But even if the Studio Buds Plus bear a lot of resemblance to their predecessors, Beats is quick to point out that 95 percent of the internal components are new. The microphones are three times larger and offer better sensitivity, which benefits noise reduction, transparency mode and call quality. The case’s battery grew by 50 percent and the batteries in each earbud by 16 percent. The ventilation system has been reworked for improved air evacuation, less ear pressure and to allow greater freedom of movement of the transducer.
Taken in isolation, the changes don’t seem radical, but they all add up to a noticeably superior pair of earbuds. I’ve enjoyed listening to these more than the older Studio Buds (which remain available for $149.99), and while the snazzy design helps, the company has made progress under the surface, too.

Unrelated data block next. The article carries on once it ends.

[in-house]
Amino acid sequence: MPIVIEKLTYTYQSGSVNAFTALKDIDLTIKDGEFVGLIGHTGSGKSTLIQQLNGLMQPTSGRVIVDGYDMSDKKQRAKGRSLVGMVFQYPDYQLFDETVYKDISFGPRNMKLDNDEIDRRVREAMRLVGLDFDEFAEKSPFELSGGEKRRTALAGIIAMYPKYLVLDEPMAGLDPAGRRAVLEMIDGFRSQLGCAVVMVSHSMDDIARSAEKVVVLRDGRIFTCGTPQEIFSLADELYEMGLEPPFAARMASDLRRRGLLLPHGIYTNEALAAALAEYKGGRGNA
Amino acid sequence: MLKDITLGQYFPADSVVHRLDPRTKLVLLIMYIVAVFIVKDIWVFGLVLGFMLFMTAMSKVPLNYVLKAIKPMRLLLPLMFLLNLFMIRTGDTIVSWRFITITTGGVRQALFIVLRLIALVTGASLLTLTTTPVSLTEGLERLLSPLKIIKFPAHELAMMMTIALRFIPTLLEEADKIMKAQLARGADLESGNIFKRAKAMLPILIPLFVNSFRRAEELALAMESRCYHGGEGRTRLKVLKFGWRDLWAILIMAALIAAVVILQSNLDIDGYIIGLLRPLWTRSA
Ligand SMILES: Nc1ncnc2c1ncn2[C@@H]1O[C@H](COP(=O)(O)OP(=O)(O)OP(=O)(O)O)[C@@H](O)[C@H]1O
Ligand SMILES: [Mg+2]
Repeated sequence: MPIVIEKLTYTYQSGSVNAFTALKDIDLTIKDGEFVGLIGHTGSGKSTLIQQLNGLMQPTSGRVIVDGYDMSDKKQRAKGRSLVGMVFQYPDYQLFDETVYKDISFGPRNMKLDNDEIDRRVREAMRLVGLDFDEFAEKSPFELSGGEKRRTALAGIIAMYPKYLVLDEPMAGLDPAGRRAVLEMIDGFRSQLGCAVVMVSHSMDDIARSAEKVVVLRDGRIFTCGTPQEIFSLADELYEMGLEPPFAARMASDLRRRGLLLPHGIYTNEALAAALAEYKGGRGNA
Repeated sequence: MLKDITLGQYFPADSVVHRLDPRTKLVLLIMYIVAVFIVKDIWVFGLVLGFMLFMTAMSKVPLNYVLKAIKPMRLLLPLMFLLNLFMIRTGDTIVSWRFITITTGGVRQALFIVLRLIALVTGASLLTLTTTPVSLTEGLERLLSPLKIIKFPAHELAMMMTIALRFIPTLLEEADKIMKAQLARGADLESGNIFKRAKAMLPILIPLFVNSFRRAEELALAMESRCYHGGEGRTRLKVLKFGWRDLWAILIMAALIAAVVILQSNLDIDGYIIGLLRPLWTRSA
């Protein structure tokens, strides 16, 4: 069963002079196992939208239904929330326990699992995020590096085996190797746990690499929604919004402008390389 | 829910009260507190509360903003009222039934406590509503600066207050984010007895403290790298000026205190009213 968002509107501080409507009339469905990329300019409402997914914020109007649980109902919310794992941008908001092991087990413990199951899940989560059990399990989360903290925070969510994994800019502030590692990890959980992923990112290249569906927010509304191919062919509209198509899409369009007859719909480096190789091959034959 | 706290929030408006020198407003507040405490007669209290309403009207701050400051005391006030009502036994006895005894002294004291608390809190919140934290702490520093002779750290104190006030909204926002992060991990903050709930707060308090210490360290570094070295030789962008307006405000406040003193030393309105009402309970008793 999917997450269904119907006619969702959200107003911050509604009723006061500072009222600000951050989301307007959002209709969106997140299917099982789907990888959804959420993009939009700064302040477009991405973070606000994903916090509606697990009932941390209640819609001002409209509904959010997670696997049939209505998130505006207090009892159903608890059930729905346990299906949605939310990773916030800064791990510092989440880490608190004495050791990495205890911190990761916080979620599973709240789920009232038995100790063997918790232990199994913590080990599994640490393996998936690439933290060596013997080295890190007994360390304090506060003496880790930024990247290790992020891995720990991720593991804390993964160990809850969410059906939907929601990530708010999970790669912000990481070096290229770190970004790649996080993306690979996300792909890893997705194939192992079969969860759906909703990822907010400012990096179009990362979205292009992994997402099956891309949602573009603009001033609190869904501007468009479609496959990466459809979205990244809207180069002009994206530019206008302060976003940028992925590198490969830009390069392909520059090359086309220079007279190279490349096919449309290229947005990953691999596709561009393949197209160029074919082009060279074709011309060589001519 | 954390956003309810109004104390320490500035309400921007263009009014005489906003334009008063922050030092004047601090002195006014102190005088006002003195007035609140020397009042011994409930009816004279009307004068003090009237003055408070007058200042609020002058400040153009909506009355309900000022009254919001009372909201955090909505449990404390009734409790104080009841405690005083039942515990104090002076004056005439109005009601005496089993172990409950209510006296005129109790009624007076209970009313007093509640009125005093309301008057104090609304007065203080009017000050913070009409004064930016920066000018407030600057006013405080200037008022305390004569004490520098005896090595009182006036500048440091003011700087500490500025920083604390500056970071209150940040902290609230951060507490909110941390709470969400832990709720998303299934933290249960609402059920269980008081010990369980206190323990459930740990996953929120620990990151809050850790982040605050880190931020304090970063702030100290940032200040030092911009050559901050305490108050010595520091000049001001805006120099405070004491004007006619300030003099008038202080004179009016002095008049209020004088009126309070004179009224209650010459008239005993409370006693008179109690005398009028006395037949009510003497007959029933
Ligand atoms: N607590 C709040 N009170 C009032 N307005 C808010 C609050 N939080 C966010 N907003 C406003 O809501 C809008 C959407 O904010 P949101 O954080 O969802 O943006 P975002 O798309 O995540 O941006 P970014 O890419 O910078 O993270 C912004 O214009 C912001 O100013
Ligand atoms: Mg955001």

And these sure look cooler. This will be subjective, but I prefer the smoked see-through approach to the completely transparent case used by Nothing. With this, you don’t have to worry about fingerprints or a bunch of hairlines accumulating on the case over time.
The Beats case could pick up some finger oil, but more often than not, it just looks really handy. Pull out the earbuds and you’ll see the magnets under their plastic holder. You can see some wiring if you look closely, but Beats did a good job of keeping the inside of the case neatly organized, and despite the semi-transparent case, the round charging status LED doesn’t direct stray light anywhere inside the case.